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Oscar nominees are announced on the 25th.  Yay!  So let’s summarize what we (the royal we, at least) know.  Keeping in mind, of course, that when it comes to the Academy, no one knows anything.  Especially me.  This time: Best Actress.

VIRTUAL LOCKS

  • Natalie Portman, Black Swan
  • Annette Bening, The Kids Are All Right
  • Jennifer Lawrence, Winter’s Bone

I remember the good ol’ days when I could talk about Portman‘s riveting  and undeniably Oscar-worthyperformance of a ballerina in a yin-yang struggle for perfection.  Too bad she’s dead to me now.  I’ll be honest, I don’t quite see why Bening should be nominated for her portrayal of a lesbian Mama Bear protecting her cubs, but she appears to be in a two horse race for the statue.  Don’t get me wrong, that’s not a slight on the actress (I would probably give a nomination this year for Mother and Child), probably more a reflection that everyone else in the world seems to see something in the film that I don’t.  I’m also maybe a little bit lower on Lawrence than others, but that may be more due to my issues with the script and my belief that people have just zeroed in on the concept of a backwoods girl struggling to keep her family afloat than looking at the actual movie itself.

LIKELY IN

  • Nicole Kidman, Rabbit Hole

I haven’t seen any prognosticators leave Kidman out of the final five, but her place just feels a little shakier to me than the others.  Maybe it is because I’m not really sure Rabbit Hole has registered with voters. Or me, I guess, because I haven’t felt like being mortally depressed for two hours yet.

LAST ONE IN

  • Julianne Moore, The Kids Are All Right

The last spot in this category is huge crapshoot.  I changed my pick a few times before settling on four-time Oscar nominee Moore, who I think gave a more memorable performance than Bening.  John bemoaned the traditional Oscar wave of films the Academy loves racking up nomination after nomination, but it does seem like it will happen again and seems as good a reason as any to pick someone for this slot.

FIRST ALTERNATES

  • Michelle Williams, Blue Valentine
  • Lesley Manville, Another Year
  • Hilary Swank, Conviction
  • Hailee Steinfeld, True Grit

Yeah, there’s a lot of them, but I don’t think anyone would really be surprised should any of these four women pull down the last nomination.  Michelle Williams stole my heart in The Baxter, so I’m probably rooting for her here.  Mike Leigh has a well-established history of getting his actresses Oscar noms, so Manville has a great shot even if she may be the least recognizable name on the list.  I’m really hoping I don’t have to see Conviction, which probably means that Swank should be the leading contender here.  We’ve discussed Steinfeld‘s category fraud, we’ll just have to wait and see if she ends up the category she should be in, the category she’ll win, or if the confusion made her miss in both.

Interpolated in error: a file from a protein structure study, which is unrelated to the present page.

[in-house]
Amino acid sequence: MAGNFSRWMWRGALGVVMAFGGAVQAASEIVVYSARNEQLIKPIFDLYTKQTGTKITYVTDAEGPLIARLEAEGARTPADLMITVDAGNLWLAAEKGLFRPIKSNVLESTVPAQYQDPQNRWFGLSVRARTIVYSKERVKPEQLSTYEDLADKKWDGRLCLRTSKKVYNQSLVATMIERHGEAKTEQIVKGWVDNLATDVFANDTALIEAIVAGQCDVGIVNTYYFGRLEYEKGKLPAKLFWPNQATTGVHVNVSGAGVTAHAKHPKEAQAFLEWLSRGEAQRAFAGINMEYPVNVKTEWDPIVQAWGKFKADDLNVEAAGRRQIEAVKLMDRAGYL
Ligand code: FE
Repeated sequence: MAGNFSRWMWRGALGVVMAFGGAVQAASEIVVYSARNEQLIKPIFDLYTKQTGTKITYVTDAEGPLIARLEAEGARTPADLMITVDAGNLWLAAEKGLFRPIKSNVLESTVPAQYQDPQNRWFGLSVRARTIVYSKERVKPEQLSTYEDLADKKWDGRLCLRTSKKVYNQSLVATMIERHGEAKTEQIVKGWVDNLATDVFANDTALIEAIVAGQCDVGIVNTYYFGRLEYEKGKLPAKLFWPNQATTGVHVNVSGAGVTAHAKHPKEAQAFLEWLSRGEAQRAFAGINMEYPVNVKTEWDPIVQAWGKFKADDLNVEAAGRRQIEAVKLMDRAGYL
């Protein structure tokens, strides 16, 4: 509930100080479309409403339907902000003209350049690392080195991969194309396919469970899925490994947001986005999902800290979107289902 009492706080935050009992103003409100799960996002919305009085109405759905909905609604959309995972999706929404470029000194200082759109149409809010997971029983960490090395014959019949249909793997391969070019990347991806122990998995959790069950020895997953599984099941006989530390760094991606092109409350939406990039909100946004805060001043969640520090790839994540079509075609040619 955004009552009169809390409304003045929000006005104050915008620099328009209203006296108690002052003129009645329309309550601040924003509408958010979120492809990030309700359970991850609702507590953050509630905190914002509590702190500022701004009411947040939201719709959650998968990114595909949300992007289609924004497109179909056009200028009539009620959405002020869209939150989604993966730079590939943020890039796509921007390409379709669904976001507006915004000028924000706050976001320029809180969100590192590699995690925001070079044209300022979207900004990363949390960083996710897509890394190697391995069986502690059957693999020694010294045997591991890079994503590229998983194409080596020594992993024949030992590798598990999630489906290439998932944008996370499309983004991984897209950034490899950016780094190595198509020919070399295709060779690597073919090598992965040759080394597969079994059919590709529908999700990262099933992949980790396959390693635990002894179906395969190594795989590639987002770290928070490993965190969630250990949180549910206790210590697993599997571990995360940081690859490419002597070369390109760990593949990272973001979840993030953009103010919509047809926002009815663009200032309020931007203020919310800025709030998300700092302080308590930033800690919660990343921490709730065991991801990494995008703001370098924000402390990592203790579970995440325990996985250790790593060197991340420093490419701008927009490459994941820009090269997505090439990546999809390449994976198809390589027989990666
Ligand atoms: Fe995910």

DARK HORSES

  • Noomi Rapace, The Girl with the Dragon Tattoo
  • Tilda Swinton, I Am Love

Rapace has been mentioned on enough lists that maybe she’s a bit more than a dark horse, in a weaker year she might have been able to break through.  A bunch of people are obsessed with I Am Love, the film clearly isn’t my cup of tea, but Swinton turns in her usual solid performance.

SHOULDA BEEN A CONTENDER

Emma Stone, Easy A (duh)
Naomi Watts, Mother and Child
Patricia Clarkson, Cairo Time

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Well this morning the Official Mistress of the Golden Grouches (c), Anne Hathaway, announced the nominations — and there were few surprises among the acting nods, a couple shockers in the Best Picture, but overall things went according to plan. Nonetheless, we still pulled together our thoughts for a short post.

Brian: My biggest disappointment is that with Penelope Cruz’ nomination, I now have to see Nine, something that I had been avoiding doing. No real desire to see it at all, but it can’t be nearly as bad as Lovely Bones, which fortunately, did indeed garner Stanley Tucci a nomination. It would have been tragic had we had to sit through that dreck for no reason whatsoever.

With the best pictures, I was quite happy to see District 9 get the nod there and in screenplay — I held out hope for director until getting slapped in the face by Lee Daniels name being read. As Jared says below, Blind Side is the only real WTF here, and even that it’s rather pointless since it has no shot at winning. This batch of nominations also has me quite excited to see A Serious Man when it comes out on DVD next week.